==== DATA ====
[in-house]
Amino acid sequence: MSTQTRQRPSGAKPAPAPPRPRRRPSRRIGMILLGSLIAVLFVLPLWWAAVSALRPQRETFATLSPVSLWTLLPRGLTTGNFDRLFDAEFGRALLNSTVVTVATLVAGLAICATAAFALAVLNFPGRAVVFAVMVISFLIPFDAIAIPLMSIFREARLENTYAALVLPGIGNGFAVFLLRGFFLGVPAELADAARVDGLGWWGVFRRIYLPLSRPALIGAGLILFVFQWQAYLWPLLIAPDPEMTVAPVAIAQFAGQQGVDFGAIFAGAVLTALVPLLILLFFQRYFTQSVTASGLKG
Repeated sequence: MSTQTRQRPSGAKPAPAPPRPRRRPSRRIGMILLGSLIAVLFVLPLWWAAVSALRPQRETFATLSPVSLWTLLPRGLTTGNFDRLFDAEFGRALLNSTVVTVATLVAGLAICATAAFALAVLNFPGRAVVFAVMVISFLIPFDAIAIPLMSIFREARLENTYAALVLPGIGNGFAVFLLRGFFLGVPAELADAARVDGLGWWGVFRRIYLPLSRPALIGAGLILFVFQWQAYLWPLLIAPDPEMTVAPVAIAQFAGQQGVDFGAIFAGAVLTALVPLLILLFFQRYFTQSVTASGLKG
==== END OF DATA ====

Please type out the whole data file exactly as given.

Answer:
[in-house]
Amino acid sequence: MSTQTRQRPSGAKPAPAPPRPRRRPSRRIGMILLGSLIAVLFVLPLWWAAVSALRPQRETFATLSPVSLWTLLPRGLTTGNFDRLFDAEFGRALLNSTVVTVATLVAGLAICATAAFALAVLNFPGRAVVFAVMVISFLIPFDAIAIPLMSIFREARLENTYAALVLPGIGNGFAVFLLRGFFLGVPAELADAARVDGLGWWGVFRRIYLPLSRPALIGAGLILFVFQWQAYLWPLLIAPDPEMTVAPVAIAQFAGQQGVDFGAIFAGAVLTALVPLLILLFFQRYFTQSVTASGLKG
Repeated sequence: MSTQTRQRPSGAKPAPAPPRPRRRPSRRIGMILLGSLIAVLFVLPLWWAAVSALRPQRETFATLSPVSLWTLLPRGLTTGNFDRLFDAEFGRALLNSTVVTVATLVAGLAICATAAFALAVLNFPGRAVVFAVMVISFLIPFDAIAIPLMSIFREARLENTYAALVLPGIGNGFAVFLLRGFFLGVPAELADAARVDGLGWWGVFRRIYLPLSRPALIGAGLILFVFQWQAYLWPLLIAPDPEMTVAPVAIAQFAGQQGVDFGAIFAGAVLTALVPLLILLFFQRYFTQSVTASGLKG